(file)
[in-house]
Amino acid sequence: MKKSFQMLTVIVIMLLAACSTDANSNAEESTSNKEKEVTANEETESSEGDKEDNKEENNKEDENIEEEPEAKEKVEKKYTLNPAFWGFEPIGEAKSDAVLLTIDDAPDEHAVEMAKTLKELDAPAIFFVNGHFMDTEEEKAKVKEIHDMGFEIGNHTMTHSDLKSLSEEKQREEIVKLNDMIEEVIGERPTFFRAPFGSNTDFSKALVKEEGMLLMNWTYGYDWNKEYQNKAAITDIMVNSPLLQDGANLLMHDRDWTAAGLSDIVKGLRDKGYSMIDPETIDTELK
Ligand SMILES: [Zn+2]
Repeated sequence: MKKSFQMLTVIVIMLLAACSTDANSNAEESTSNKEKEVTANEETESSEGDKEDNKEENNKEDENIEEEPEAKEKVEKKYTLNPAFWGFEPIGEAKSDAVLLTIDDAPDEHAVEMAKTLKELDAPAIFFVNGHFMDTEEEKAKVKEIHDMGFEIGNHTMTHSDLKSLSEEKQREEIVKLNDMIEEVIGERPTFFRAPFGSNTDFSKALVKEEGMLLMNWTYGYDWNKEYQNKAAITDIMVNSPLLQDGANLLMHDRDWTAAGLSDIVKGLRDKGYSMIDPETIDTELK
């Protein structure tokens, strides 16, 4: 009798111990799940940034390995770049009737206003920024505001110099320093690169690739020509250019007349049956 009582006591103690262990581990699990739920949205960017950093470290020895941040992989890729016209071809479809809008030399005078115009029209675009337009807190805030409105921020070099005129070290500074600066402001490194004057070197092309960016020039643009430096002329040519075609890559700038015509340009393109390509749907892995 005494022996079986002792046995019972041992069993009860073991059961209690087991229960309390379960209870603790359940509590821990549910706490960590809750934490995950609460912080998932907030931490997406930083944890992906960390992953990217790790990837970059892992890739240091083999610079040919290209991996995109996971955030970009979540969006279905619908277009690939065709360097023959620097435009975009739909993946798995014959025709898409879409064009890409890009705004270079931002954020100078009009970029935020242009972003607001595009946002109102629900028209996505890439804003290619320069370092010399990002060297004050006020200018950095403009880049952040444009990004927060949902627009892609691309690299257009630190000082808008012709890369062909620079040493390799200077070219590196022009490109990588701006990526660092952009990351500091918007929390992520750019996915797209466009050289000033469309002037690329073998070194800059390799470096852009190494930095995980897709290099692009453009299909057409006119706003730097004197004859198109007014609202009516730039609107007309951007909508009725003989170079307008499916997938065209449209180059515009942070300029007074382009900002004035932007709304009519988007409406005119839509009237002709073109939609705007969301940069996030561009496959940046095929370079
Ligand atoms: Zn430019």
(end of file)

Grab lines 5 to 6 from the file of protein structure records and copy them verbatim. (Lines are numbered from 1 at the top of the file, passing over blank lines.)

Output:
């Protein structure tokens, strides 16, 4: 009798111990799940940034390995770049009737206003920024505001110099320093690169690739020509250019007349049956 009582006591103690262990581990699990739920949205960017950093470290020895941040992989890729016209071809479809809008030399005078115009029209675009337009807190805030409105921020070099005129070290500074600066402001490194004057070197092309960016020039643009430096002329040519075609890559700038015509340009393109390509749907892995 005494022996079986002792046995019972041992069993009860073991059961209690087991229960309390379960209870603790359940509590821990549910706490960590809750934490995950609460912080998932907030931490997406930083944890992906960390992953990217790790990837970059892992890739240091083999610079040919290209991996995109996971955030970009979540969006279905619908277009690939065709360097023959620097435009975009739909993946798995014959025709898409879409064009890409890009705004270079931002954020100078009009970029935020242009972003607001595009946002109102629900028209996505890439804003290619320069370092010399990002060297004050006020200018950095403009880049952040444009990004927060949902627009892609691309690299257009630190000082808008012709890369062909620079040493390799200077070219590196022009490109990588701006990526660092952009990351500091918007929390992520750019996915797209466009050289000033469309002037690329073998070194800059390799470096852009190494930095995980897709290099692009453009299909057409006119706003730097004197004859198109007014609202009516730039609107007309951007909508009725003989170079307008499916997938065209449209180059515009942070300029007074382009900002004035932007709304009519988007409406005119839509009237002709073109939609705007969301940069996030561009496959940046095929370079
Ligand atoms: Zn430019």